A former boss of mine was fond of needling me and various colleagues with a constant reminder that “change is hard.” He chose his words carefully, not so much to point out the obvious (although he did a lot of that, too), but to let us know directly how much pleasure he was taking in our discomfiture at many of his dicta. While no one could call such behavior “harassment” in the traditional sense, it certainly created a chilly if not downright frosty atmosphere in the workplace. I tried my best to soldier on in this decidedly hostile environment, Nancy-Reagan smile plastered on my face and swallowed critiques that burned like acid in my throat and my thoughts. My eventual departure from the inner sanctum of my boss’s enablers was all but inevitable, I suppose. My leaving my job was a change that was hard for me, but in retrospect I see that living with the specter of the kind of change that continued to haunt the campus after I was gone was even harder for those who stayed.
Small liberal arts colleges have a vexed relationship with the notion of change. Like every organism, these institutions must regularly experience change to renew, refresh and survive. Even the doughtiest alumnus and crustiest professor recognize this simple truth. And so there is curricular reform on a pretty predictable cycle; offices of student affairs are always trying some new, sure-fire technique of encouraging undergraduates to embrace diversity and celebrate difference; and, difficult as it is for some of us to believe, faculty do eventually retire and are replaced by shiny new PhD’s with state-of-the-art ideas about their discipline. But like any host organism fighting off an unwanted parasite, a campus will resist change its collective psyche, spirit, gut—call it what you will—apprehends as hazardous to its health and future well being.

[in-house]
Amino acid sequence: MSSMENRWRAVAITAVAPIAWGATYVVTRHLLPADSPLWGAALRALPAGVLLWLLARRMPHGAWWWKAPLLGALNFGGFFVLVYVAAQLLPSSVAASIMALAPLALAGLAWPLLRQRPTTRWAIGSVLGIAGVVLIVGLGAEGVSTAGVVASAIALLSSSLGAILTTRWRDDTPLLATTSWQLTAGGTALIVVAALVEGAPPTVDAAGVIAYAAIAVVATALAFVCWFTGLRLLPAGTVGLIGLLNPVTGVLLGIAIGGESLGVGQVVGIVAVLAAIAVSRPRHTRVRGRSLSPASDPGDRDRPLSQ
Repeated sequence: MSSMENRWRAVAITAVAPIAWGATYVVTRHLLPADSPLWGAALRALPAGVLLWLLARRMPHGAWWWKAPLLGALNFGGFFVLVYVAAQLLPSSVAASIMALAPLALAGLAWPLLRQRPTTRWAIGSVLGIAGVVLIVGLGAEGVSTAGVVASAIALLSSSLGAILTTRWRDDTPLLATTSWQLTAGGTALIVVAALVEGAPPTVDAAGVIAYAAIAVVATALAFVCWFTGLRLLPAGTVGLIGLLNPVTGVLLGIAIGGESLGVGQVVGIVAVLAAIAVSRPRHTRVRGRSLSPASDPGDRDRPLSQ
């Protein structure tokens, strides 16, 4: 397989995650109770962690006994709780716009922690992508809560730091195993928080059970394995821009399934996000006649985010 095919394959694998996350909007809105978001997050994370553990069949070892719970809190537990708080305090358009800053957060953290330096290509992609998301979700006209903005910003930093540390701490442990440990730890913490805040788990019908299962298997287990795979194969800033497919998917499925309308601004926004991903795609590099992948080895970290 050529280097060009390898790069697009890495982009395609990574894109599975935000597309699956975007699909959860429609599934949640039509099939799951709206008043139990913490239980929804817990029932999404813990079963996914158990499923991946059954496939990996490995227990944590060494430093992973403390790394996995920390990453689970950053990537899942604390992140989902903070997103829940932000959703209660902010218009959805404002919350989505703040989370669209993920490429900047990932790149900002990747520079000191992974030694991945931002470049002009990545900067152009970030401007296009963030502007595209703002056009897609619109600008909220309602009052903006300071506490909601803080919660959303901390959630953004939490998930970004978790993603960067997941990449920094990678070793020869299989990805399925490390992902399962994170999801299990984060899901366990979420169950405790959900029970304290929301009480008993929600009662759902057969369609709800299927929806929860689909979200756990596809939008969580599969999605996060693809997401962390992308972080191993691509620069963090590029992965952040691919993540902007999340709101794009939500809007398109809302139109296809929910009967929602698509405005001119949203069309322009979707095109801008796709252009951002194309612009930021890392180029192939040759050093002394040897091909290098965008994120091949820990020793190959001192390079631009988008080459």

Liberal Arts College USA, like every other small baccalaureate institution, prides itself on being unique. Let us pause for a moment to reflect on what it means to be unique. Some colleges take their uniqueness very, very seriously. Consider, for example, Ithaca College. Ithaca is a typical liberal arts college with a typical faculty in upstate New York, but by golly, it is unique—and if you visit its website, it will tell you so 2870 times. Here’s a sampling of what you will find. (Thoughtful readers will not blame Call Me Miss for the errant adverbs modifying “unique” in a few of the sample texts. I guess when everything around you is unique, you need to muster a little extra verbiage so that your program can stand out as one-of-a-kind.):
Human Anatomy provides the unique learning experience of human cadaver dissection and hands-on experience to study anatomical relationships, assess gross structure, and begin to appreciate the range of normal variation and pathological changes in different types of human tissue.
The Ithaca College sport club program mission is to provide students with a unique opportunity to develop leadership, organizational and fiscal management skills in a fun and safe supportive learning environment in which participants can build a sense of community.